Annunciation House in El Paso, Texas, has been a respite for immigrants for nearly 40 years, but is currently struggling to service the flood of immigrants from Central America referred to it directly by Immigration and Customs Enforcement (ICE).
Ruben Garcia, director of Annunciation House, told us that ICE has run out of detention center space for family units and has referred thousands to his agency after initial processing, some 1,000 per week since November.
"All of these people are being released pending their first court appearance because there isn't enough space in the existing detention facilities," Garcia said. "Everybody is in some form of removal proceedings."
Garcia went on to stress that he categorically does not believe that poor people should be detained unless they are a danger to the community.
"We are committed to receive everyone ICE releases to help them in their journey to be united with family members," said Garcia.
Garcia expressed concern about impending immigration policy of the new administration, saying that once President-Elect Trump takes office he will request appropriations to fund more detention facilities.
A unique "processing center" recently opened in the El Paso suburb of Tornillo, Texas, will provide temporary housing for 500 people. The complex is made up of framed canvas buildings and is only expected to house apprehended immigrants for up to 72 hours.
"In 2014, it was primarily the Rio Grande Valley Sector that saw the massive numbers of families and children," U.S. Border Patrol Agent Chris Cabrera told Breitbart Texas in his capacity as president of National Border Patrol Council Local 3307. "Now we are seeing increases in every sector — some as high as 200 percent."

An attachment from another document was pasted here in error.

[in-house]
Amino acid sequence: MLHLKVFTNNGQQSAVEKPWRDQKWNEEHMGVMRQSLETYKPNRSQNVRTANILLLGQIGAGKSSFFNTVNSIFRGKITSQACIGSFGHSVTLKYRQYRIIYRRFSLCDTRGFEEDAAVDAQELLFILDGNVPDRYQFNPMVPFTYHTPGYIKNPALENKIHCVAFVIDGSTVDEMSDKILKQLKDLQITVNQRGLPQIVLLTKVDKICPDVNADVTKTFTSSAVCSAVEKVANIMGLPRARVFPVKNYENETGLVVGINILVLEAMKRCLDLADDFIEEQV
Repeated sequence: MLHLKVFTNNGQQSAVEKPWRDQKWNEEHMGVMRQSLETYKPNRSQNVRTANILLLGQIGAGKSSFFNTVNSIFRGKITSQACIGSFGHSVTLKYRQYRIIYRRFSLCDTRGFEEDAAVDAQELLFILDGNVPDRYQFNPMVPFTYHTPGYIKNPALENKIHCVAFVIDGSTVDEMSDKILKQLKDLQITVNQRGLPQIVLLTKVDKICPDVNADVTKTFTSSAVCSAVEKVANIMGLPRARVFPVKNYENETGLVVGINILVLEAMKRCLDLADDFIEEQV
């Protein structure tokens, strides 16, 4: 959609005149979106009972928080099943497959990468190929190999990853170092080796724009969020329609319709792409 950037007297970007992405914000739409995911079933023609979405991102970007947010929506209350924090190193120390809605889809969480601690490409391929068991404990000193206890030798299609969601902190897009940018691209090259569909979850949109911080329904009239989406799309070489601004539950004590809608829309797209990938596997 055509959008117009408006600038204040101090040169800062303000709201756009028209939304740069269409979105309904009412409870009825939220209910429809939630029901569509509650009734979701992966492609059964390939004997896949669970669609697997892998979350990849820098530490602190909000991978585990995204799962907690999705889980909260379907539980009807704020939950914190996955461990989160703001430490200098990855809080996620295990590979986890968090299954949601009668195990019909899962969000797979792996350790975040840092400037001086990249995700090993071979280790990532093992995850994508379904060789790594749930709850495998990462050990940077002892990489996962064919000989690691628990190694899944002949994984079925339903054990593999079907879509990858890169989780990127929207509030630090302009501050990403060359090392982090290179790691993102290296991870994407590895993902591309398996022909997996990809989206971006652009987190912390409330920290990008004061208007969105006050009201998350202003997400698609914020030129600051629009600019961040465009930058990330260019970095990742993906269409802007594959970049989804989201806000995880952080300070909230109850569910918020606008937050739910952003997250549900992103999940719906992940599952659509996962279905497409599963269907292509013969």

Annunciation House assists immigrants with temporary housing, which Garcia says averages three days, a place to shower, eat, and transportation aid to join a friend or family member pending the outcome of their case.
In the past week, Garcia said the number being referred to his facility has slightly dropped to 600 people. Still a daunting number in the crisis the federal government has been forced to address, causing them to reach out to the migrant shelter.
Garcia said that since his El Paso facility was established in the city's historic Segundo Barrio, which abuts the Mexican border and has been home to generations of immigrants, he has seen surges and waves, but that he recent wave is somewhat unique. He believes this current wave of Central American immigrants will eventually be larger than the one in 2014, which President Obama designated a humanitarian crisis.
"This surge hasn't gotten the media attention the surge in 2014 did," said Garcia. "We're extremely busy in the hospitality mechanism right now."
Figures from U.S. Customs and Border Protection bear out Garcia's suspicion. In FY 2014 there were 68,445 family unit apprehensions, followed by a drop to 39,838 in FY 2015. By the end of FY 2016 the number of apprehensions shot back up to 77,674.
Pursuant to the rush of 2014, Garcia said ICE reached out to Annunciation House for assistance, a request he says he never expected since there has been long-standing tension between the two group's missions. This has evolved into a close working relationship out of necessity.